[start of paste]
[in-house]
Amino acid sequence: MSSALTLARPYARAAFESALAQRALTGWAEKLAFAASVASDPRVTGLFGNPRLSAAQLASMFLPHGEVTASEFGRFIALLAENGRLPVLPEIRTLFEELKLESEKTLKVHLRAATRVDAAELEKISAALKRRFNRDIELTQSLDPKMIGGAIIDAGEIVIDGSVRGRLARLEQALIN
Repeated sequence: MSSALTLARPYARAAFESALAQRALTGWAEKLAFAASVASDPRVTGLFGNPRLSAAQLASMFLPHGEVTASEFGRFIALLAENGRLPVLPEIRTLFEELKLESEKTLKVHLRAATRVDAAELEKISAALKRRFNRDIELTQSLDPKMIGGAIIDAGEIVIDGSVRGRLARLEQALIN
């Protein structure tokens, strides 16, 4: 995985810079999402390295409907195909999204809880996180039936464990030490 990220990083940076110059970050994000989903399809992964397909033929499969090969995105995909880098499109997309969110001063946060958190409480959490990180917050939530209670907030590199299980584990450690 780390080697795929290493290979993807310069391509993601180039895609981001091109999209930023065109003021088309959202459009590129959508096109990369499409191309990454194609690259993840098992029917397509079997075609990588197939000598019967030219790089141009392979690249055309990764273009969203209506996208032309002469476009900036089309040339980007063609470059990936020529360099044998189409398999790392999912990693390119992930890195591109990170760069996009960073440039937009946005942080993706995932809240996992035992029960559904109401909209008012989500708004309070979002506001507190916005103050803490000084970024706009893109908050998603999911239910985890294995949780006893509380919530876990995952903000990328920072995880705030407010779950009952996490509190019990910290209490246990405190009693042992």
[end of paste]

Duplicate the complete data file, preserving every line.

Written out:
[in-house]
Amino acid sequence: MSSALTLARPYARAAFESALAQRALTGWAEKLAFAASVASDPRVTGLFGNPRLSAAQLASMFLPHGEVTASEFGRFIALLAENGRLPVLPEIRTLFEELKLESEKTLKVHLRAATRVDAAELEKISAALKRRFNRDIELTQSLDPKMIGGAIIDAGEIVIDGSVRGRLARLEQALIN
Repeated sequence: MSSALTLARPYARAAFESALAQRALTGWAEKLAFAASVASDPRVTGLFGNPRLSAAQLASMFLPHGEVTASEFGRFIALLAENGRLPVLPEIRTLFEELKLESEKTLKVHLRAATRVDAAELEKISAALKRRFNRDIELTQSLDPKMIGGAIIDAGEIVIDGSVRGRLARLEQALIN
């Protein structure tokens, strides 16, 4: 995985810079999402390295409907195909999204809880996180039936464990030490 990220990083940076110059970050994000989903399809992964397909033929499969090969995105995909880098499109997309969110001063946060958190409480959490990180917050939530209670907030590199299980584990450690 780390080697795929290493290979993807310069391509993601180039895609981001091109999209930023065109003021088309959202459009590129959508096109990369499409191309990454194609690259993840098992029917397509079997075609990588197939000598019967030219790089141009392979690249055309990764273009969203209506996208032309002469476009900036089309040339980007063609470059990936020529360099044998189409398999790392999912990693390119992930890195591109990170760069996009960073440039937009946005942080993706995932809240996992035992029960559904109401909209008012989500708004309070979002506001507190916005103050803490000084970024706009893109908050998603999911239910985890294995949780006893509380919530876990995952903000990328920072995880705030407010779950009952996490509190019990910290209490246990405190009693042992």